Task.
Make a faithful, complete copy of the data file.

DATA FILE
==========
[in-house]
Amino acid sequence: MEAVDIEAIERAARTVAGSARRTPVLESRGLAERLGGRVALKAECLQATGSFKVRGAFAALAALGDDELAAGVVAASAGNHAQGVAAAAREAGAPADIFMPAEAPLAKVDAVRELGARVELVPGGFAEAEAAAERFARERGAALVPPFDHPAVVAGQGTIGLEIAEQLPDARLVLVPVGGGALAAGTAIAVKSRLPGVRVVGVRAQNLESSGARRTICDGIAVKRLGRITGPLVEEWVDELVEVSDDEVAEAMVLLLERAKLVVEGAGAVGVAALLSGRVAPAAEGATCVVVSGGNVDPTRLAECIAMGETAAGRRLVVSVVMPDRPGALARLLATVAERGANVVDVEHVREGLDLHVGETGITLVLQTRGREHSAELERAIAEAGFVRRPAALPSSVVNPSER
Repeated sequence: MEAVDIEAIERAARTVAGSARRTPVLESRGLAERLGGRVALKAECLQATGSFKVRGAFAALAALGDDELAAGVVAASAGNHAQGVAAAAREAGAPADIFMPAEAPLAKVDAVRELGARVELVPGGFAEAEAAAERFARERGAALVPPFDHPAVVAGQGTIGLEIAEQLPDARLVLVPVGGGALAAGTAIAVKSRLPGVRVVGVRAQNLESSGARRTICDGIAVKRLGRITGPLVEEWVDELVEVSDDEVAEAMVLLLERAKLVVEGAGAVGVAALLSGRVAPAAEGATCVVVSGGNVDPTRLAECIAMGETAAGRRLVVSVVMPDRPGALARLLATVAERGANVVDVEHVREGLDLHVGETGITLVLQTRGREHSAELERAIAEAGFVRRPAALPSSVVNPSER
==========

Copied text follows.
[in-house]
Amino acid sequence: MEAVDIEAIERAARTVAGSARRTPVLESRGLAERLGGRVALKAECLQATGSFKVRGAFAALAALGDDELAAGVVAASAGNHAQGVAAAAREAGAPADIFMPAEAPLAKVDAVRELGARVELVPGGFAEAEAAAERFARERGAALVPPFDHPAVVAGQGTIGLEIAEQLPDARLVLVPVGGGALAAGTAIAVKSRLPGVRVVGVRAQNLESSGARRTICDGIAVKRLGRITGPLVEEWVDELVEVSDDEVAEAMVLLLERAKLVVEGAGAVGVAALLSGRVAPAAEGATCVVVSGGNVDPTRLAECIAMGETAAGRRLVVSVVMPDRPGALARLLATVAERGANVVDVEHVREGLDLHVGETGITLVLQTRGREHSAELERAIAEAGFVRRPAALPSSVVNPSER
Repeated sequence: MEAVDIEAIERAARTVAGSARRTPVLESRGLAERLGGRVALKAECLQATGSFKVRGAFAALAALGDDELAAGVVAASAGNHAQGVAAAAREAGAPADIFMPAEAPLAKVDAVRELGARVELVPGGFAEAEAAAERFARERGAALVPPFDHPAVVAGQGTIGLEIAEQLPDARLVLVPVGGGALAAGTAIAVKSRLPGVRVVGVRAQNLESSGARRTICDGIAVKRLGRITGPLVEEWVDELVEVSDDEVAEAMVLLLERAKLVVEGAGAVGVAALLSGRVAPAAEGATCVVVSGGNVDPTRLAECIAMGETAAGRRLVVSVVMPDRPGALARLLATVAERGANVVDVEHVREGLDLHVGETGITLVLQTRGREHSAELERAIAEAGFVRRPAALPSSVVNPSER